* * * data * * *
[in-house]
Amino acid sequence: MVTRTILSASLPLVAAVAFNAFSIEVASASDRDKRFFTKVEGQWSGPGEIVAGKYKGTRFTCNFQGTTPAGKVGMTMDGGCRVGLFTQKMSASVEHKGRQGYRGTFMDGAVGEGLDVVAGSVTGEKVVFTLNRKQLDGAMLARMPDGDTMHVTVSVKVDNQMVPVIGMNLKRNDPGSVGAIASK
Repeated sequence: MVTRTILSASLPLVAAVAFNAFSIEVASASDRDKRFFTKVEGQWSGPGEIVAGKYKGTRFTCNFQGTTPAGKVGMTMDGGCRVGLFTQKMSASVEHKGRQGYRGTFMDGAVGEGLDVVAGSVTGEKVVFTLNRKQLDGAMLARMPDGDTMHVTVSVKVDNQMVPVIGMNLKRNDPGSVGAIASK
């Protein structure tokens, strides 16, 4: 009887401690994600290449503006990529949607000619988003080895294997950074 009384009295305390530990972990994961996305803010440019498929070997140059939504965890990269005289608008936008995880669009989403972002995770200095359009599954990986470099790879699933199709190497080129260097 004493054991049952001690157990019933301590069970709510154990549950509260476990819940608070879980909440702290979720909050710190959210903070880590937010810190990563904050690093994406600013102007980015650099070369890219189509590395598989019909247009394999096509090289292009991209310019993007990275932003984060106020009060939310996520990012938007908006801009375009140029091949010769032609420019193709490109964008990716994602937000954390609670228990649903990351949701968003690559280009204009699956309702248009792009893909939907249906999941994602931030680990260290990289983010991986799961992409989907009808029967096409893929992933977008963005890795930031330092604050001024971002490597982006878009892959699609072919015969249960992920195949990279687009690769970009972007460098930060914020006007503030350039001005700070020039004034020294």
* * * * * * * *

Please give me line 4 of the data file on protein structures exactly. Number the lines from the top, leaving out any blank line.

């Protein structure tokens, strides 16, 4: 009887401690994600290449503006990529949607000619988003080895294997950074 009384009295305390530990972990994961996305803010440019498929070997140059939504965890990269005289608008936008995880669009989403972002995770200095359009599954990986470099790879699933199709190497080129260097 004493054991049952001690157990019933301590069970709510154990549950509260476990819940608070879980909440702290979720909050710190959210903070880590937010810190990563904050690093994406600013102007980015650099070369890219189509590395598989019909247009394999096509090289292009991209310019993007990275932003984060106020009060939310996520990012938007908006801009375009140029091949010769032609420019193709490109964008990716994602937000954390609670228990649903990351949701968003690559280009204009699956309702248009792009893909939907249906999941994602931030680990260290990289983010991986799961992409989907009808029967096409893929992933977008963005890795930031330092604050001024971002490597982006878009892959699609072919015969249960992920195949990279687009690769970009972007460098930060914020006007503030350039001005700070020039004034020294």